Wednesday, April 4, 2007

Reports of Gin and Conversation (Annotation G1-9/Goddard)

The flow of conversation in Raymond Carver’s “What We Talk About When We Talk About Love” matches closely the lowering levels of a bottle of cheap cut-rate lousy gin. Obviously the more gin, which the characters consume, the drunker they become. Carver’s use of dialogue as reported through his narrator Nick is reliable, smelling of gin and an indicator of drunkenness.
“Maybe we were a little drunk by then. I know it was hard keeping things in focus” (Carver 152). When Nick thinks everyone is a little drunk, the reader believes him. He is after all a very trustworthy narrator. The entire story is from his point of view, he even relays all the conversation. As a narrator, he is objective, and fair. He passes so little judgment on the rest of the characters, “My friend Mel McGinnis was talking. Mel McGinnis is a cardiologist, and sometimes that gives him the right” (Carver 137) Of course a more judgmental narrator might say “my friend Mel was talking. Mel is a drinker of gin, and sometimes that gives him the right.”
Superficially, the reader knows they are all drinking gin: “There was an ice bucket on the table. The gin and the tonic water kept going around” (Carver 137). In Nick’s retelling of the conversation, his observations also help the reader to feel the drunkenness. “Laura was having a hard time lighting her cigarette. Her matches kept going out” (Carver 150) A more compelling and certainly clever drunken indicator is the dialogue in itself. Nick has told us about his friend Mel, the cardiologist, and someone who spent five years in seminary. We know about Mel’s wife Terri, although not as much. Nick says of himself and his wife Laura: “Laura is a legal secretary. We’d met in a professional capacity” (Carver 141) All four of these people, aside from their age, ranging 45 for Mel to 33 for Laura are professional people and presumably educated people. In the beginning, the manner in which they speak to one another is reflective of their age and education. As the conversation continues neither Carver nor his narrator need to slur words on the page. It isn’t necessary. Mel is trying to tell a story of love, something disturbing and from his experience in the hospital. Mel’s report of the incident is continually interrupted. This story, which is probably hard enough to hear, is gory by nature something commonplace to a doctor. With each interruption Mel gets sidetracked and angry. In these interruptions, Carver has subtly clued readers in on the level of gin in the systems of his characters. Mel moves into a tangent of armor clad knights and misspeaks the word vessel for vassal. When corrected” “Vassals, vessels, what the fuck’s the difference? You knew what I meant anyway. All right. So I’m not educated. I learned my stuff. I’m a heart surgeon, sure, but I’m just a mechanic. I go in and I fuck around and I fix things. Shit” (Carver 149) The way in which he speaks, short sentence, lack of continuity in his story telling abilities and the profanities in his speech are a character change due to gin.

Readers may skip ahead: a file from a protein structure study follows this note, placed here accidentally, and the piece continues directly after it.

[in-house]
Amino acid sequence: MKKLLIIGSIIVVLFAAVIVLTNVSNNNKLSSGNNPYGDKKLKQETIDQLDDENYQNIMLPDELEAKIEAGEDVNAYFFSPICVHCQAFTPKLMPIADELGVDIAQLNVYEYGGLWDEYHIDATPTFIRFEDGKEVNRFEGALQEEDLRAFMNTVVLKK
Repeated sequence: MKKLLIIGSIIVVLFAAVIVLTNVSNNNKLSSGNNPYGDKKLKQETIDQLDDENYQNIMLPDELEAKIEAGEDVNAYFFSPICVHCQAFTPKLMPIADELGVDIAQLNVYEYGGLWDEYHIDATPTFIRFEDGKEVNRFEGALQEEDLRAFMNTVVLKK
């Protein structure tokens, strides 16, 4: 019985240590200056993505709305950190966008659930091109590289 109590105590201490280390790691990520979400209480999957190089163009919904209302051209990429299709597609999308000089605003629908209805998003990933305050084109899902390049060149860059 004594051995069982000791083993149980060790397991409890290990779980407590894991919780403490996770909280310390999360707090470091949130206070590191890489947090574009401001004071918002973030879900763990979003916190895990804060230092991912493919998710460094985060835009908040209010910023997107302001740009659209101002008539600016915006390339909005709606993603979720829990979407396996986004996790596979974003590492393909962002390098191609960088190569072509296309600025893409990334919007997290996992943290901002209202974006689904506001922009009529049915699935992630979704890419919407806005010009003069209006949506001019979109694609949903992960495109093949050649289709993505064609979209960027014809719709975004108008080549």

Carver, Raymond. What We Talk About When We Talk About Love Stories. New York: Vintage Books, 1982

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